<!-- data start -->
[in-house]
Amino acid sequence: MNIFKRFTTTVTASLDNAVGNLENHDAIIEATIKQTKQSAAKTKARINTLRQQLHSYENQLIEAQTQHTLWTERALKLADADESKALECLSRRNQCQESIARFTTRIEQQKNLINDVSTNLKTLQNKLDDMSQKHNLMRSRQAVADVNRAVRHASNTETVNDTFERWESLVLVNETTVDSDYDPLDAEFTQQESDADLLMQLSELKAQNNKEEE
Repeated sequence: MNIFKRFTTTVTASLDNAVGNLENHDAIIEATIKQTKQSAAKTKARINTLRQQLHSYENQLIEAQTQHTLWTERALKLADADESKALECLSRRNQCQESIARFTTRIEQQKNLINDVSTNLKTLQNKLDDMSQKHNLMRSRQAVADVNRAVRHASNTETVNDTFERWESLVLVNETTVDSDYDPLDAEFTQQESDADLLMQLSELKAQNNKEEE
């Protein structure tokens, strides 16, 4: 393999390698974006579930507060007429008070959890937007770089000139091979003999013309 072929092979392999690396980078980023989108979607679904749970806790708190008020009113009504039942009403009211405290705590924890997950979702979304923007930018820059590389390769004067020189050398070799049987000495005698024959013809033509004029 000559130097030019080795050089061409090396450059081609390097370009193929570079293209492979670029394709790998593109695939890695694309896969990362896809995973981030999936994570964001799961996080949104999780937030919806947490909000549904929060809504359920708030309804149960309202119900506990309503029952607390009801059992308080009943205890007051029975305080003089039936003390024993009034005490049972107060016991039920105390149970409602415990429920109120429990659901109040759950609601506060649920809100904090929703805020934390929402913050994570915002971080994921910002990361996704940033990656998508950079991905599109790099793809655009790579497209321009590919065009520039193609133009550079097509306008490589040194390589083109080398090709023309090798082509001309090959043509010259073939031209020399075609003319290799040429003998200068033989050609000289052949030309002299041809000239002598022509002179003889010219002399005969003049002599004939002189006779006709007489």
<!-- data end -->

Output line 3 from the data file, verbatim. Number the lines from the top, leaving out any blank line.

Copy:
Repeated sequence: MNIFKRFTTTVTASLDNAVGNLENHDAIIEATIKQTKQSAAKTKARINTLRQQLHSYENQLIEAQTQHTLWTERALKLADADESKALECLSRRNQCQESIARFTTRIEQQKNLINDVSTNLKTLQNKLDDMSQKHNLMRSRQAVADVNRAVRHASNTETVNDTFERWESLVLVNETTVDSDYDPLDAEFTQQESDADLLMQLSELKAQNNKEEE